BIDS Research Scientist Karthik Ram has been awarded NSF funding to lead a project toward designing and creating the US Research Software Sustainability Institute (URSSI), a community hub that will provide services to help scientists create improved, more sustainable software.
The project team - composed of lead PI Ram with co-PIs Jeffrey Carver, Daniel Katz, Sandra Gesing and Nicholas Weber - will work with scientists nationwide (via workshops, an online survey, a website and other focused communications efforts) to understand how the research community can best work together to design and maintain better software that will be operable and viable over extended periods of time and across different platforms and various disciplines of study.
According to Ram, "a significant proportion of the software that scientists use in their research are developed by academic researchers. However, since researchers aren’t explicitly trained in software development, or receive academic credit for such work, the quality of research software is quite variable and often not sustainable. Our goal is to understand and improve the practices around how such software are developed and maintained in a sustainable way.”
Modern research is inescapably digital, with data and publications most often created, analyzed and stored electronically, using tools and methods expressed in software. This "research software" is essential to progress in science, engineering, and all other fields, but it is not currently being developed in an efficient or sustainable way. The researchers who develop this software, while well-versed in their discipline, generally do not have sufficient training and understanding of the best practices that ease development and maintainability and that encourage sustainability and reproducibility. In response, this project will conceptualize a US Research Software Sustainability Institute that will validate and address various concerns impacting a wide variety of software development and maintenance projects. The conceptualization process will include workshops and a widely-distributed survey to engage important stakeholder communities and to learn about the software they produce and use, and the ways they contemplate sustaining it, following paths blazed by other successful software institutes.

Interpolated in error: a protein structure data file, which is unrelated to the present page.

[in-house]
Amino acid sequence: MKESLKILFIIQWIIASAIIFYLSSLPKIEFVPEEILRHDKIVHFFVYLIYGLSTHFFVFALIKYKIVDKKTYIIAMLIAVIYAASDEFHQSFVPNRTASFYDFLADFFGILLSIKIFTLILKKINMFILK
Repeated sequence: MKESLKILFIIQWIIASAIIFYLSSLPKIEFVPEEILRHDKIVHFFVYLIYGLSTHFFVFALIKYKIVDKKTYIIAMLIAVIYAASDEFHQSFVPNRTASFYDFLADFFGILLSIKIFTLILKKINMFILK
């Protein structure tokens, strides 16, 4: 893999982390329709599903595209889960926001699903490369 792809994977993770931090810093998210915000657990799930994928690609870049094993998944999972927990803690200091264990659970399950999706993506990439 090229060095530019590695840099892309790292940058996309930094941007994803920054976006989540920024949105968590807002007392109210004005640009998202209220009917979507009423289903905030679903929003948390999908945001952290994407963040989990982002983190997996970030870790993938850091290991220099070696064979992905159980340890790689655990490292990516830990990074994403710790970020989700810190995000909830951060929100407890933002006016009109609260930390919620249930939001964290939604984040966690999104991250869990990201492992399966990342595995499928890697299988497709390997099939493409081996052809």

Communication is a key component of this project, with newsletters, a web site, survey outputs, and social media being used to provide broad dissemination and engagement. The workshops, survey and community management approach will allow the conceptualization project team to build on existing and extensive understanding of the challenges for sustainable software and its developers. The project will also address how URSSI could formalize, diversify and improve the pipeline under which students enter universities, learn about and contribute to software, and then graduate to full-time positions where they make use of their software skills, in order to increase the diversity of those entering research software development and to retain diversity over their university careers.
More information can be found at this NSF website:
NSF Award #1743188 - SI2-S2I2 Conceptualization: Conceptualizing a US Research Software Sustainability Institute (URSSI)